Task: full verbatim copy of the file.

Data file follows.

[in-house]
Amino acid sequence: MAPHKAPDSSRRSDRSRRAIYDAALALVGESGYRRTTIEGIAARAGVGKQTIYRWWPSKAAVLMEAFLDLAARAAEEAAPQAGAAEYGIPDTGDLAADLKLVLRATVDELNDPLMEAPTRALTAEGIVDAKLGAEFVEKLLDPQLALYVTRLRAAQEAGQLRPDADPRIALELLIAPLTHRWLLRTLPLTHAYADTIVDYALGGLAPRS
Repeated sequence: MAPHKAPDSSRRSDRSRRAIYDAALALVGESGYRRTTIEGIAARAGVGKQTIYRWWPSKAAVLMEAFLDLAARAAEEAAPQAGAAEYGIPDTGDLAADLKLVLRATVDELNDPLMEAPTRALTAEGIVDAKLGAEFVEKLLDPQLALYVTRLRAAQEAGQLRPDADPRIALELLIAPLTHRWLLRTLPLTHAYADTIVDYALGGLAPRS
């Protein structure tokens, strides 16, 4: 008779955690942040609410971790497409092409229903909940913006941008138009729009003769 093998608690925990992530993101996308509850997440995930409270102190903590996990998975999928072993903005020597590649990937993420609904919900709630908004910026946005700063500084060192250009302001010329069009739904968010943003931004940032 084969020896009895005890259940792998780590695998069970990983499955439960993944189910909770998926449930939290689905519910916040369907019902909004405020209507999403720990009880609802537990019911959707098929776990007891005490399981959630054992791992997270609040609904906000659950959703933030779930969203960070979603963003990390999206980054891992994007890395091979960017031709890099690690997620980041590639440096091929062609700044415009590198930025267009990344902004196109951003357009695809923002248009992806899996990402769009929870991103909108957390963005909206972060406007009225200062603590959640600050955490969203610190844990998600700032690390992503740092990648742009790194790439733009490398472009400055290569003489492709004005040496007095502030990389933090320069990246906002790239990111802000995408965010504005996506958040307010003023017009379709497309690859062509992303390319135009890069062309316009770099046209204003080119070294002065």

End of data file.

[in-house]
Amino acid sequence: MAPHKAPDSSRRSDRSRRAIYDAALALVGESGYRRTTIEGIAARAGVGKQTIYRWWPSKAAVLMEAFLDLAARAAEEAAPQAGAAEYGIPDTGDLAADLKLVLRATVDELNDPLMEAPTRALTAEGIVDAKLGAEFVEKLLDPQLALYVTRLRAAQEAGQLRPDADPRIALELLIAPLTHRWLLRTLPLTHAYADTIVDYALGGLAPRS
Repeated sequence: MAPHKAPDSSRRSDRSRRAIYDAALALVGESGYRRTTIEGIAARAGVGKQTIYRWWPSKAAVLMEAFLDLAARAAEEAAPQAGAAEYGIPDTGDLAADLKLVLRATVDELNDPLMEAPTRALTAEGIVDAKLGAEFVEKLLDPQLALYVTRLRAAQEAGQLRPDADPRIALELLIAPLTHRWLLRTLPLTHAYADTIVDYALGGLAPRS
């Protein structure tokens, strides 16, 4: 008779955690942040609410971790497409092409229903909940913006941008138009729009003769 093998608690925990992530993101996308509850997440995930409270102190903590996990998975999928072993903005020597590649990937993420609904919900709630908004910026946005700063500084060192250009302001010329069009739904968010943003931004940032 084969020896009895005890259940792998780590695998069970990983499955439960993944189910909770998926449930939290689905519910916040369907019902909004405020209507999403720990009880609802537990019911959707098929776990007891005490399981959630054992791992997270609040609904906000659950959703933030779930969203960070979603963003990390999206980054891992994007890395091979960017031709890099690690997620980041590639440096091929062609700044415009590198930025267009990344902004196109951003357009695809923002248009992806899996990402769009929870991103909108957390963005909206972060406007009225200062603590959640600050955490969203610190844990998600700032690390992503740092990648742009790194790439733009490398472009400055290569003489492709004005040496007095502030990389933090320069990246906002790239990111802000995408965010504005996506958040307010003023017009379709497309690859062509992303390319135009890069062309316009770099046209204003080119070294002065």